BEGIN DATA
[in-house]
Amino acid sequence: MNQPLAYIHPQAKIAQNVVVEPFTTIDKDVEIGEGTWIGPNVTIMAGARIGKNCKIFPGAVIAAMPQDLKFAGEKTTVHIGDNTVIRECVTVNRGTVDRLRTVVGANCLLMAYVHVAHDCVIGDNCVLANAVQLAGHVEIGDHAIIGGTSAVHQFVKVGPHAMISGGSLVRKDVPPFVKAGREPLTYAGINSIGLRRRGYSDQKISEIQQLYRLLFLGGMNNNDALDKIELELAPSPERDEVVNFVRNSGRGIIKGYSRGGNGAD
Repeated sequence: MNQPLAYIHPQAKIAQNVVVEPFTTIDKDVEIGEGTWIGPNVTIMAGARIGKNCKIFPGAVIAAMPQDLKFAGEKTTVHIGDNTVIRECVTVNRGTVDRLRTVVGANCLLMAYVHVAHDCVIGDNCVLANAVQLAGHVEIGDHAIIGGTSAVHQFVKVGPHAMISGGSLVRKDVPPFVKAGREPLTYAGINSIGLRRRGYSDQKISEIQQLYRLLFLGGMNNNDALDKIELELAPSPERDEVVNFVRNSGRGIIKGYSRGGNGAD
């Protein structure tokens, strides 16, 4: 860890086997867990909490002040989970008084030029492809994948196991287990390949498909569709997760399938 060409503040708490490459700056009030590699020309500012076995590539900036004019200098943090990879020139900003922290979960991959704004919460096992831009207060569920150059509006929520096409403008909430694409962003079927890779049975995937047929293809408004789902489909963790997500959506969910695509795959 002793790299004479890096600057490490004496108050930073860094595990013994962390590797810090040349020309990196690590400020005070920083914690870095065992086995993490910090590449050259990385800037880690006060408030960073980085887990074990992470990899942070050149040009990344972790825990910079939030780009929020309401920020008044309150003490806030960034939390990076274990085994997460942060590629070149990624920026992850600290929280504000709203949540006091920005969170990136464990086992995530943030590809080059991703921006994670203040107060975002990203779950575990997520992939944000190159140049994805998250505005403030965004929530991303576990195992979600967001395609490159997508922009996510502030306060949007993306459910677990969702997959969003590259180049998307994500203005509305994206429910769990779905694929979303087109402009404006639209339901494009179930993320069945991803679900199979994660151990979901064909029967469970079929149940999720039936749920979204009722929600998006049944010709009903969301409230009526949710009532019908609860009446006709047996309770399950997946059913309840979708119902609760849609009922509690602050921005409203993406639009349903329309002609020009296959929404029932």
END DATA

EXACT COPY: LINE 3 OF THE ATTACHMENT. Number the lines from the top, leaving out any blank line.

Repeated sequence: MNQPLAYIHPQAKIAQNVVVEPFTTIDKDVEIGEGTWIGPNVTIMAGARIGKNCKIFPGAVIAAMPQDLKFAGEKTTVHIGDNTVIRECVTVNRGTVDRLRTVVGANCLLMAYVHVAHDCVIGDNCVLANAVQLAGHVEIGDHAIIGGTSAVHQFVKVGPHAMISGGSLVRKDVPPFVKAGREPLTYAGINSIGLRRRGYSDQKISEIQQLYRLLFLGGMNNNDALDKIELELAPSPERDEVVNFVRNSGRGIIKGYSRGGNGAD